From the very first foal crop to show in 2008 through today, Gay Bars Silver has sired a champion or reserve champion in some event. Silver did exactly what Liz thought he could do. Silver babies have made appearances at open roping events and open barrel races, team pennings and even mounted shooting. They are treasured as trail horses and trusted mounts for the grandkids. As of this writing, Silver has sired 9 halter point earners (124.5 total), 10 earning their ROMS in various events (20 ROMS total) and 9 Bronze Medallion winners, 14 Bronzes total. According to Equistat, Silver foals have earned over $45,330. The money listed on Equistat does not include the more than $6000 won by a team penning gelding by Gay Bars Silver; Silver Struck Gold. Gay Bars Silver has sired halter winners, cutters, reiners, WCH, ropers, team penners, mounted shooting, Hunter In Hand, English, all the Ranch Classes, Boxing, speed events and many other equine genres.
In 2017 Gay Bars Silver was humanely laid to rest at his own plot in Boyd, Texas. Silver had suffered a ligament injury at the age of four but continued to cut till he was six. When the injury was discovered, the vet was in shock that the stallion was even able to walk. Silver had literally been giving his all, on three legs. The vet explained that the horse had to have been in excruciating pain; Silver had a heart that big, if we asked him he was going to do his dead level best to deliver. Silver was retired from the cutting pen immediately, taken home to TOP Appaloosas where he could keep an eye on his mares and live an easy life. Liz hand bred Silver to the mares that came to him, most times, all by herself, Silver was that easy to get along with. She still smiles when remembering, yet another competitor, who said Silver, was going to kill her. Silver was a true gentleman who responded instantly to any command given by his handlers and Liz handled him for the last 11 years of his life by herself.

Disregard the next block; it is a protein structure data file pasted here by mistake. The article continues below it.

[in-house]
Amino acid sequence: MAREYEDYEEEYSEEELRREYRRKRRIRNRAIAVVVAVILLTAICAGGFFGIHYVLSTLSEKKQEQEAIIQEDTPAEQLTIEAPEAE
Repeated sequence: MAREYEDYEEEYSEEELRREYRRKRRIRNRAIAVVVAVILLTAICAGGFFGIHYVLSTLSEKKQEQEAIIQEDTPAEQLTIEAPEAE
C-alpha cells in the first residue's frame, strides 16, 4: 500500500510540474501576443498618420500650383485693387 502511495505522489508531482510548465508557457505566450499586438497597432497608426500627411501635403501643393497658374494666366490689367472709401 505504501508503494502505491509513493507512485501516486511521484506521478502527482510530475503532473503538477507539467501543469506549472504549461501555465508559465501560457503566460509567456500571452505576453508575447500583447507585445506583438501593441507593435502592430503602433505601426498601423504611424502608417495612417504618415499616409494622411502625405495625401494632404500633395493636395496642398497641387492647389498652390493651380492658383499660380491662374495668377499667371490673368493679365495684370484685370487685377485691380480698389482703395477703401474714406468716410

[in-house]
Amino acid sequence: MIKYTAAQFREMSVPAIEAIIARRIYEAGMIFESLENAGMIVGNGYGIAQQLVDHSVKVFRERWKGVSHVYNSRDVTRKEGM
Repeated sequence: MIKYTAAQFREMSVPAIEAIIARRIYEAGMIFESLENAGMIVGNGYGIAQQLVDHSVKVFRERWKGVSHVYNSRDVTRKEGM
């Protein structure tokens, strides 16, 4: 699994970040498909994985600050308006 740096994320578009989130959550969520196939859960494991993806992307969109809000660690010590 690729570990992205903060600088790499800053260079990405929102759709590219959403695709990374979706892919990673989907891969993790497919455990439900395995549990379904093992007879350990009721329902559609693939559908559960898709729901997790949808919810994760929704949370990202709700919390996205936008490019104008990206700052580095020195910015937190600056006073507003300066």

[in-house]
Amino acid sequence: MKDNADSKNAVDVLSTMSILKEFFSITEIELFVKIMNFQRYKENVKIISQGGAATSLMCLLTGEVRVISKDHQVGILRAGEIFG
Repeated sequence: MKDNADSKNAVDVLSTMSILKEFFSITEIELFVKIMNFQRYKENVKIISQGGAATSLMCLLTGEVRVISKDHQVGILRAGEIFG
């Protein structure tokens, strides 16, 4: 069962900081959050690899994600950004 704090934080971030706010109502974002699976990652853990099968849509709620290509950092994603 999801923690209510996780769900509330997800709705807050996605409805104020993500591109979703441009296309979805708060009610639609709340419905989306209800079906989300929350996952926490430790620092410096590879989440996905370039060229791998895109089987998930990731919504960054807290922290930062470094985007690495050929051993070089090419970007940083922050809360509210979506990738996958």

Gay Bars Silver has sons and daughters in Germany and Australia thanks to frozen semen and still has plenty of frozen semen available in the United States. The little yellow horse with a blanket, Gay Bars Silver, brought great joy, happiness and pride to Liz. He never knew what predicaments he was in, he never blinked an eye, he would just keep on keeping on and take whatever life had to hand him. Liz learned a lot from that great stallion. Never give up for one and always, ALWAYS try your best… She can see him in most every one of his foals. She is proud that Gay Bars Silver helped to bring such great athletes to the breed she loves, the Appaloosa. She remembers long ago an old timer telling her, “…the mark of a great stallion, was not that he could win hundreds of awards, but that he could sire as good or better than himself.” Silver certainly hit that mark, with the ease and grace of a true Champion. Gay Bars Silver was and will always be one of the biggest blessings in her life.
Gay Bars Silver is a two time Hall Of Famer and deservedly so. He is in the Appaloosa Cutting Horse Association Hall Of Fame and also in the very prestigious Appaloosa Hall Of Fame. There are people who buy a Silver baby then come back for more. Some folks have sold out of their horses, but will keep the one Silver baby because they are too good to sell. Silver didn’t always pass on his color but he most always passed on his big heart and athletic try that is the hallmark of his pedigree. Everything was against this horse, starting with his very conception, born to a lady who didn’t really know what “cutting” was then to have to endlessly prove himself in the show ring then as a sire. And Silver did it all with ease, day-by-day like the Champion he was born to be. ~